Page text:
This category of “people” – the ones that Ford claims to represent – isn’t Ford’s invention. The history of Canada and the United States is based on creating and making “the People,” the mostly straight middle- and upper-class cis able-bodied white men and women who comprise Ford’s core constituency. Their legacy is one of white supremacy, colonization and erasure. They build their homes on the house of forgetting, erasing histories of violence as they build new futures where no one but them can afford to live inside.
In a city with no past and a blurry future, Toronto is trapped again in another political time warp. A hundred condos spring up overnight as we demolish another cultural landmark to proliferate our catastrophic skyline. I walk down College Street and don’t recognize a single store. Where is the government? Rather than protecting the things people love about Toronto, Doug Ford seems always to be planning to wage war on the city by forcing change on it. In the meantime, I’ll try to save up enough money for breast surgery to go from a B cup to a C. Life goes on, relentless and quiet. Toronto will always be here, consistent in its absence and entanglements of bodies.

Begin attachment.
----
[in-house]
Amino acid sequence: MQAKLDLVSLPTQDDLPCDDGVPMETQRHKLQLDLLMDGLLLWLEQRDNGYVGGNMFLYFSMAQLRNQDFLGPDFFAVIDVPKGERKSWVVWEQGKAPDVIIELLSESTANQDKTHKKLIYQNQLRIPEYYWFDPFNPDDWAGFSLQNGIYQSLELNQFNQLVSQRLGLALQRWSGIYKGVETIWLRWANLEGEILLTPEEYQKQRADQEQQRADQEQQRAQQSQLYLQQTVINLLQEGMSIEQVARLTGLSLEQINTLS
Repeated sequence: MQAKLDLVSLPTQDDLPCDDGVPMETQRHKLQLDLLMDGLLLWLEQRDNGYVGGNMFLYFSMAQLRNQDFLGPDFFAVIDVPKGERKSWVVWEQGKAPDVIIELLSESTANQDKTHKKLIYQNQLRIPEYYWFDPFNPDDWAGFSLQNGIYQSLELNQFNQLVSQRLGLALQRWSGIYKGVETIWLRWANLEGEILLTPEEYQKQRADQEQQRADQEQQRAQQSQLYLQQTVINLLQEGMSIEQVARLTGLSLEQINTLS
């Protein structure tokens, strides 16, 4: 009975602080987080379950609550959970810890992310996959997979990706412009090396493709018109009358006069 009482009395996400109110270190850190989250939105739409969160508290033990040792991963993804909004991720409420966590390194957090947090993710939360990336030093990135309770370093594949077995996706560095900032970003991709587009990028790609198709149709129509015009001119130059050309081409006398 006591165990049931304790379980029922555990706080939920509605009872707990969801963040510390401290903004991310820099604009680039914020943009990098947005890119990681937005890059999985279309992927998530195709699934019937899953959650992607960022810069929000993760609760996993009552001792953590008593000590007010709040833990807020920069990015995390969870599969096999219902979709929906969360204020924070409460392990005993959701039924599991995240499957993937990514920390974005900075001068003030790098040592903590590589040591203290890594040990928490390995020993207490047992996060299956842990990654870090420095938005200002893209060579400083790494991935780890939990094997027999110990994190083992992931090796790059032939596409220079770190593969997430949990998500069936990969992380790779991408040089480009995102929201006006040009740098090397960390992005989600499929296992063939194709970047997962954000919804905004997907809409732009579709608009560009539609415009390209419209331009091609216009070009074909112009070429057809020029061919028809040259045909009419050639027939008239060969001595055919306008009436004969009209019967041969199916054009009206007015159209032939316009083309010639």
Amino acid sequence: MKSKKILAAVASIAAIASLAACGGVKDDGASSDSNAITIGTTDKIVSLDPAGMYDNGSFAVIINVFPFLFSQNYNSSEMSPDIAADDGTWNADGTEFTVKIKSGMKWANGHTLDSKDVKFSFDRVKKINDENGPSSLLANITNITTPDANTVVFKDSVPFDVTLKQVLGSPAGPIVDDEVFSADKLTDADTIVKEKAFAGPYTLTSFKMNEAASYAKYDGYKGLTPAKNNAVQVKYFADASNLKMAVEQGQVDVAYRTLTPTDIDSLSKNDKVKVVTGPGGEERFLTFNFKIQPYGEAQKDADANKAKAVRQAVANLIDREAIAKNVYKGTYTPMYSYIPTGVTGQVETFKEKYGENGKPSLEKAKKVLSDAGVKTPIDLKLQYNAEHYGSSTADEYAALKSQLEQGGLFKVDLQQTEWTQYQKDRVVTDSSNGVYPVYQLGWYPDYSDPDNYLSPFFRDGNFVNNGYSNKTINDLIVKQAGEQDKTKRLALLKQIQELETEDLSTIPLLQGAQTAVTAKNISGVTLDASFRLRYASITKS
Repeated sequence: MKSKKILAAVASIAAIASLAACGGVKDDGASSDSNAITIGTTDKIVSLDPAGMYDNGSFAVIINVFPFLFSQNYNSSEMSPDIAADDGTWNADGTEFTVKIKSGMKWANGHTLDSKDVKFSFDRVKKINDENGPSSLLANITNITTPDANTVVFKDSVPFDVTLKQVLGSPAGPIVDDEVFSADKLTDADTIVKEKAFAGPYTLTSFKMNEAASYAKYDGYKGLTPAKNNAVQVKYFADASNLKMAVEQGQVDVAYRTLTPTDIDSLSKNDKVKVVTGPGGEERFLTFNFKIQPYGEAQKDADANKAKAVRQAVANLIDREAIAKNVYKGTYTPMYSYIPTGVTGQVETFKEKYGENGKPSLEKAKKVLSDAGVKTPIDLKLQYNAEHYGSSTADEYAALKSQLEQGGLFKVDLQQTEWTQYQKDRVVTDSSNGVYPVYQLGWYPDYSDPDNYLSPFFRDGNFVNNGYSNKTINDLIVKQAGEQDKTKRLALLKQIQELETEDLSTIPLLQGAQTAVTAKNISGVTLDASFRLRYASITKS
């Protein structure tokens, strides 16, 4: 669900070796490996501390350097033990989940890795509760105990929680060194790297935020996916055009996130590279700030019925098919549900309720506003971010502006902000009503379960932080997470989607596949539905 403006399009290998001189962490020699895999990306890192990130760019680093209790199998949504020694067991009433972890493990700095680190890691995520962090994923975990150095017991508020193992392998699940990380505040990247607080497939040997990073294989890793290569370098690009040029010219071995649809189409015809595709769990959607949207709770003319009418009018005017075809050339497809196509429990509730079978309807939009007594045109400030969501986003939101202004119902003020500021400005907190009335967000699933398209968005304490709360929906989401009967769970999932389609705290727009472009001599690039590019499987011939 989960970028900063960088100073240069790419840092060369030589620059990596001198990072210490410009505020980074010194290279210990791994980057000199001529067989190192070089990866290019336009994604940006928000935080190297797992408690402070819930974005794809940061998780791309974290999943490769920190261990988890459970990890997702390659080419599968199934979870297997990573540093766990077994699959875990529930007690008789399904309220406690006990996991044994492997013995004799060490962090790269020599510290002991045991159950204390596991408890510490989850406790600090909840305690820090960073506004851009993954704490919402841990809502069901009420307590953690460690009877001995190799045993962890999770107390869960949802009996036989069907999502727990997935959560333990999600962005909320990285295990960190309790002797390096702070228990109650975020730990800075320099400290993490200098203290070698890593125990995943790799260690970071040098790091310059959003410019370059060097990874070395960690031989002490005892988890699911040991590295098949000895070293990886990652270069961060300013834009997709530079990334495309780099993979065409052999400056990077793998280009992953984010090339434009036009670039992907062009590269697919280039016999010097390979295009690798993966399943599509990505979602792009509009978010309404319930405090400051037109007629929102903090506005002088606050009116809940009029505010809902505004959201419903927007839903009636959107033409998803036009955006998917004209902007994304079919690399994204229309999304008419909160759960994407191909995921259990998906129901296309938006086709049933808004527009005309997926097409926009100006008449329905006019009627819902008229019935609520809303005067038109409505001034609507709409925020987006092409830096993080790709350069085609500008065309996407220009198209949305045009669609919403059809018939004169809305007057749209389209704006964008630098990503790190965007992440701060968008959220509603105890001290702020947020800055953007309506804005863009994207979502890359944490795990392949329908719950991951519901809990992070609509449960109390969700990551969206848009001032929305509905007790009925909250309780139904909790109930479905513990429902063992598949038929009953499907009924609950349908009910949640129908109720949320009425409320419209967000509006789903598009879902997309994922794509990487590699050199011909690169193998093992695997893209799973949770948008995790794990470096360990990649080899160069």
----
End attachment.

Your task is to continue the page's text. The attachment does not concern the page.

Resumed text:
I love this city, but I hate its collective forgetting. I’m worried about Toronto, about Doug Ford, about Ontario’s sudden lurch forward into a dystopian future. Doug Ford is a manifestation of its detachment, governing with a determination to erase everything that has come before. My love and hate for Toronto remind me of my relationship with my abusive ex-boyfriend. Some hurts feel good because they’re familiar. They remind you that you’re alive and something precious is at stake in your living. I can’t stop the changes as they flow out of Queen’s Park or roll back the clock on the demolition of Honest Ed’s, but I can remember what was here before.
A winter night, a magic store, the weight of the sky above Christie Pits: how everything beautiful in Toronto is brief, singular and destined to die.